"We have the best."
Translation:Tenemos los mejores.
Think of it like this...anytime u have an adjective unknow and u can substitute "thing" with it "lo" comes before it.
Example. To say "we have the best" is unknow what "it" is one could then say..."we have the best thing" so use "lo mejor" for best "thing".
Another: "juan had the worst" here u can say "worst thing" which implies the use of "lo peor"..."juan tenía lo peor"
I believe it can be "Tenemos lo/la mejor" as well, if you're talking about the concept of "the best" of an implied singular noun. Example: Group A: "We have the best idea." "Tenemos la idea mejor." Group B: "No, we have the best." "No, tenemos la mejor." But this requires context to work.
Please correct me if I'm wrong, as I'm not a native speaker.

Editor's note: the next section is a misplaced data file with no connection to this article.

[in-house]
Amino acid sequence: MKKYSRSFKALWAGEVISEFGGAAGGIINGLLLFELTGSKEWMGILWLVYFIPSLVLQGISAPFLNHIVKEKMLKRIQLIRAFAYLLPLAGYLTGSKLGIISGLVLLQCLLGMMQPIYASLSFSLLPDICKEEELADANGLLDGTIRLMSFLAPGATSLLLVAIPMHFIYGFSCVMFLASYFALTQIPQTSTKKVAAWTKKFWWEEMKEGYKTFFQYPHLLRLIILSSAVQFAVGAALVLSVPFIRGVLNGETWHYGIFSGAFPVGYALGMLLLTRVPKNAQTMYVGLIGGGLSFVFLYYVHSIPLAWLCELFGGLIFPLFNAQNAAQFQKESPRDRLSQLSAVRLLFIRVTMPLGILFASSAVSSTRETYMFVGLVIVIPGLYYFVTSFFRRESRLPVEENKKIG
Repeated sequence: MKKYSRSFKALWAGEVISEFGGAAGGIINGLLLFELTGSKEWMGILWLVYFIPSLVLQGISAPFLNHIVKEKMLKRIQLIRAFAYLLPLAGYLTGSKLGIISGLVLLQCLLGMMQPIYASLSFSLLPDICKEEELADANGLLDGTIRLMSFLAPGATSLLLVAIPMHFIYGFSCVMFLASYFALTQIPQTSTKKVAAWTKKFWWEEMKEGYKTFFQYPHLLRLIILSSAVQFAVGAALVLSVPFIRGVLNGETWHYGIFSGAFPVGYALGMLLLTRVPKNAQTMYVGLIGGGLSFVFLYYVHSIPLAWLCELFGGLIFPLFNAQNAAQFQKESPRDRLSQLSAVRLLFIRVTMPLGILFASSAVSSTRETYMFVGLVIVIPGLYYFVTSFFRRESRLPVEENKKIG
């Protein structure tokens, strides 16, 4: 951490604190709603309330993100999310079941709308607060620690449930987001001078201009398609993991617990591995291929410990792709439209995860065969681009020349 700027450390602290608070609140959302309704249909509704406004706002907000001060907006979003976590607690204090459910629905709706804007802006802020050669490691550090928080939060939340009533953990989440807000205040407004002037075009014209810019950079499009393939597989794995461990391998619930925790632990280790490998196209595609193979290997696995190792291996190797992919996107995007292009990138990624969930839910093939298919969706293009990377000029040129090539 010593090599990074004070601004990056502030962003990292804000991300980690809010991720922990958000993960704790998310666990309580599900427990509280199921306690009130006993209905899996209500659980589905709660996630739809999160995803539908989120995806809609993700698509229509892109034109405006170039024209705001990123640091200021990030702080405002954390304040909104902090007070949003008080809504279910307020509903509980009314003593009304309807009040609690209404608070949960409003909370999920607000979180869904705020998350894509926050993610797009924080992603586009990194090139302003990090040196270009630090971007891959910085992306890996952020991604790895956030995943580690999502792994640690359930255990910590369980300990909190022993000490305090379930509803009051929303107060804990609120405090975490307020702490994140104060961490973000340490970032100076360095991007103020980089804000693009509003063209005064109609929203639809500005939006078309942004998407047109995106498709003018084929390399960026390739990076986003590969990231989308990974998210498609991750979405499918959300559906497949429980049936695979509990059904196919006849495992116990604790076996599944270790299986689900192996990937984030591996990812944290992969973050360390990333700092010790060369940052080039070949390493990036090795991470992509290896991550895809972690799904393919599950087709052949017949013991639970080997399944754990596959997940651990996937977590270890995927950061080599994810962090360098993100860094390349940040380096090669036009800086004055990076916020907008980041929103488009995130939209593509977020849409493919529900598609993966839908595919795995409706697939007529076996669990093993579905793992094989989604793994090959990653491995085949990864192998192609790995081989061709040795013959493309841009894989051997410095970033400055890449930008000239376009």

If I understand the grammar correctly, "los mejores" is the plural of "lo mejor" in this sentence. Let's analyze the sentence "Tenemos lo mejor." ("We have the best.") for a moment. Notice that the definite article here is "lo mejor" rather than "el mejor". Why is this? It is because "mejor" is acting as an ambiguous noun rather than adjective. In fact, "lo mejor" is grammatically neuter gender (a very rare occurrence in Spanish), even though it looks masculine. The same goes for "los mejores" in this case: "los mejores" is simply a plural neuter noun—neither masculine nor feminine. Make sense?